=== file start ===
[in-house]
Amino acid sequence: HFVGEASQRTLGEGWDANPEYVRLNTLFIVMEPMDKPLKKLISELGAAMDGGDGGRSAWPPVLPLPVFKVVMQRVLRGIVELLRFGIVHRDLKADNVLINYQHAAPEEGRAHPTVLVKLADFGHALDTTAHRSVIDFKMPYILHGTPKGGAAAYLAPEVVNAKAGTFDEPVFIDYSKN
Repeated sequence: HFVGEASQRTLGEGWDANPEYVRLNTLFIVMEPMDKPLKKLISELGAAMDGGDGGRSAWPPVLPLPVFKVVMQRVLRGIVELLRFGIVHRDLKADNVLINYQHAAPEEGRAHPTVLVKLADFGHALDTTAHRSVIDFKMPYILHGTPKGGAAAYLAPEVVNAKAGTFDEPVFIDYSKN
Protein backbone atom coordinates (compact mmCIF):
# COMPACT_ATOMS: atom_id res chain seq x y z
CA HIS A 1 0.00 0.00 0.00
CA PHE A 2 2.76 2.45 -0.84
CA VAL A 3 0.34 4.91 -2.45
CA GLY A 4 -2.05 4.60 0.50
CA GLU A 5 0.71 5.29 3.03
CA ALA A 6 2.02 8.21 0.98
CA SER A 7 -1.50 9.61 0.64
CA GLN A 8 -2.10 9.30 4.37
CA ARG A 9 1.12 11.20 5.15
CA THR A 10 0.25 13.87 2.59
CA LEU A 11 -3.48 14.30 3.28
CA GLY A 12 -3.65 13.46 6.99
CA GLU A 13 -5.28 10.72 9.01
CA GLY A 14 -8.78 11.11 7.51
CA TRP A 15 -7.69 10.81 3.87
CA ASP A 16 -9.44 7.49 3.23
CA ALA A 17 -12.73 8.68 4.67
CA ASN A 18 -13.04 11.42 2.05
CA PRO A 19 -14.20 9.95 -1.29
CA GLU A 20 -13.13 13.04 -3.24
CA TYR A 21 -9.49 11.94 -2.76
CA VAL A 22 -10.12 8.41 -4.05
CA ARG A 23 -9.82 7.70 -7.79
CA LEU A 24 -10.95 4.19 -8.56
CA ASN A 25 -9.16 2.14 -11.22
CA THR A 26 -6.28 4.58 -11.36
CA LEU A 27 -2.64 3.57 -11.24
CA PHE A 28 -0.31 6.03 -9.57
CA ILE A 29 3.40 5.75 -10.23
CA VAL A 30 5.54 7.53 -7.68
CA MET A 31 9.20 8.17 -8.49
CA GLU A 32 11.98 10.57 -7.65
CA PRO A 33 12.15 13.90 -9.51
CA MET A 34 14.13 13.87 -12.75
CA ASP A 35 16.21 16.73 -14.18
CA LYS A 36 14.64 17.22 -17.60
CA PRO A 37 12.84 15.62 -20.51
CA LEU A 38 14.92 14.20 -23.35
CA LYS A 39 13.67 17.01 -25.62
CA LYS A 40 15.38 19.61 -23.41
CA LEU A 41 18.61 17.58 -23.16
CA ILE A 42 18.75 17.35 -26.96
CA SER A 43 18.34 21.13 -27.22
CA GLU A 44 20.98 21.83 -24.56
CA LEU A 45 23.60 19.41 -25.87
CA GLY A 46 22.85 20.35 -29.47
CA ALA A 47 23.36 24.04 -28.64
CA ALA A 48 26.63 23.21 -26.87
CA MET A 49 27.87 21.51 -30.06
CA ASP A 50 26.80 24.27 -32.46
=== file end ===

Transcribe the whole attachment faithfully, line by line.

[in-house]
Amino acid sequence: HFVGEASQRTLGEGWDANPEYVRLNTLFIVMEPMDKPLKKLISELGAAMDGGDGGRSAWPPVLPLPVFKVVMQRVLRGIVELLRFGIVHRDLKADNVLINYQHAAPEEGRAHPTVLVKLADFGHALDTTAHRSVIDFKMPYILHGTPKGGAAAYLAPEVVNAKAGTFDEPVFIDYSKN
Repeated sequence: HFVGEASQRTLGEGWDANPEYVRLNTLFIVMEPMDKPLKKLISELGAAMDGGDGGRSAWPPVLPLPVFKVVMQRVLRGIVELLRFGIVHRDLKADNVLINYQHAAPEEGRAHPTVLVKLADFGHALDTTAHRSVIDFKMPYILHGTPKGGAAAYLAPEVVNAKAGTFDEPVFIDYSKN
Protein backbone atom coordinates (compact mmCIF):
# COMPACT_ATOMS: atom_id res chain seq x y z
CA HIS A 1 0.00 0.00 0.00
CA PHE A 2 2.76 2.45 -0.84
CA VAL A 3 0.34 4.91 -2.45
CA GLY A 4 -2.05 4.60 0.50
CA GLU A 5 0.71 5.29 3.03
CA ALA A 6 2.02 8.21 0.98
CA SER A 7 -1.50 9.61 0.64
CA GLN A 8 -2.10 9.30 4.37
CA ARG A 9 1.12 11.20 5.15
CA THR A 10 0.25 13.87 2.59
CA LEU A 11 -3.48 14.30 3.28
CA GLY A 12 -3.65 13.46 6.99
CA GLU A 13 -5.28 10.72 9.01
CA GLY A 14 -8.78 11.11 7.51
CA TRP A 15 -7.69 10.81 3.87
CA ASP A 16 -9.44 7.49 3.23
CA ALA A 17 -12.73 8.68 4.67
CA ASN A 18 -13.04 11.42 2.05
CA PRO A 19 -14.20 9.95 -1.29
CA GLU A 20 -13.13 13.04 -3.24
CA TYR A 21 -9.49 11.94 -2.76
CA VAL A 22 -10.12 8.41 -4.05
CA ARG A 23 -9.82 7.70 -7.79
CA LEU A 24 -10.95 4.19 -8.56
CA ASN A 25 -9.16 2.14 -11.22
CA THR A 26 -6.28 4.58 -11.36
CA LEU A 27 -2.64 3.57 -11.24
CA PHE A 28 -0.31 6.03 -9.57
CA ILE A 29 3.40 5.75 -10.23
CA VAL A 30 5.54 7.53 -7.68
CA MET A 31 9.20 8.17 -8.49
CA GLU A 32 11.98 10.57 -7.65
CA PRO A 33 12.15 13.90 -9.51
CA MET A 34 14.13 13.87 -12.75
CA ASP A 35 16.21 16.73 -14.18
CA LYS A 36 14.64 17.22 -17.60
CA PRO A 37 12.84 15.62 -20.51
CA LEU A 38 14.92 14.20 -23.35
CA LYS A 39 13.67 17.01 -25.62
CA LYS A 40 15.38 19.61 -23.41
CA LEU A 41 18.61 17.58 -23.16
CA ILE A 42 18.75 17.35 -26.96
CA SER A 43 18.34 21.13 -27.22
CA GLU A 44 20.98 21.83 -24.56
CA LEU A 45 23.60 19.41 -25.87
CA GLY A 46 22.85 20.35 -29.47
CA ALA A 47 23.36 24.04 -28.64
CA ALA A 48 26.63 23.21 -26.87
CA MET A 49 27.87 21.51 -30.06
CA ASP A 50 26.80 24.27 -32.46